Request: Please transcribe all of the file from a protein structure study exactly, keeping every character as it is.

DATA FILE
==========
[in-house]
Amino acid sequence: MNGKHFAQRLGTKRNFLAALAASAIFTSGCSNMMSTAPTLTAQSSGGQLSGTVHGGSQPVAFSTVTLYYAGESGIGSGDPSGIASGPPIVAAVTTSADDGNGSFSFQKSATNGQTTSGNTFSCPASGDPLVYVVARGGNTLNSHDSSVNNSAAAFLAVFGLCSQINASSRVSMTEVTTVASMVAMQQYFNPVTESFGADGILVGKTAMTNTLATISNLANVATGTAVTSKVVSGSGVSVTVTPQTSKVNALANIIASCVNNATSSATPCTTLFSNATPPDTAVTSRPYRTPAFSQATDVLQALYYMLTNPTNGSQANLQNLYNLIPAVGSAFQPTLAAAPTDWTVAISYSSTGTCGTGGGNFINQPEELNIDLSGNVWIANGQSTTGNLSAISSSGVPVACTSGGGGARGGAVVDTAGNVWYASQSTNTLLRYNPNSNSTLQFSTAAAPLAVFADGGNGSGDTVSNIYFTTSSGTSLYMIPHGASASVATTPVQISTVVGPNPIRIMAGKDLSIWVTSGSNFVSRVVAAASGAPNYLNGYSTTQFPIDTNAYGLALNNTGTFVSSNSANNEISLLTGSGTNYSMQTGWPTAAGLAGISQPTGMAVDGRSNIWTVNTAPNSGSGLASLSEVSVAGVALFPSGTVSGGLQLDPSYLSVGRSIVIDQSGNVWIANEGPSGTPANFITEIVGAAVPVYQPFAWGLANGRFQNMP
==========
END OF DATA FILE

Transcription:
[in-house]
Amino acid sequence: MNGKHFAQRLGTKRNFLAALAASAIFTSGCSNMMSTAPTLTAQSSGGQLSGTVHGGSQPVAFSTVTLYYAGESGIGSGDPSGIASGPPIVAAVTTSADDGNGSFSFQKSATNGQTTSGNTFSCPASGDPLVYVVARGGNTLNSHDSSVNNSAAAFLAVFGLCSQINASSRVSMTEVTTVASMVAMQQYFNPVTESFGADGILVGKTAMTNTLATISNLANVATGTAVTSKVVSGSGVSVTVTPQTSKVNALANIIASCVNNATSSATPCTTLFSNATPPDTAVTSRPYRTPAFSQATDVLQALYYMLTNPTNGSQANLQNLYNLIPAVGSAFQPTLAAAPTDWTVAISYSSTGTCGTGGGNFINQPEELNIDLSGNVWIANGQSTTGNLSAISSSGVPVACTSGGGGARGGAVVDTAGNVWYASQSTNTLLRYNPNSNSTLQFSTAAAPLAVFADGGNGSGDTVSNIYFTTSSGTSLYMIPHGASASVATTPVQISTVVGPNPIRIMAGKDLSIWVTSGSNFVSRVVAAASGAPNYLNGYSTTQFPIDTNAYGLALNNTGTFVSSNSANNEISLLTGSGTNYSMQTGWPTAAGLAGISQPTGMAVDGRSNIWTVNTAPNSGSGLASLSEVSVAGVALFPSGTVSGGLQLDPSYLSVGRSIVIDQSGNVWIANEGPSGTPANFITEIVGAAVPVYQPFAWGLANGRFQNMP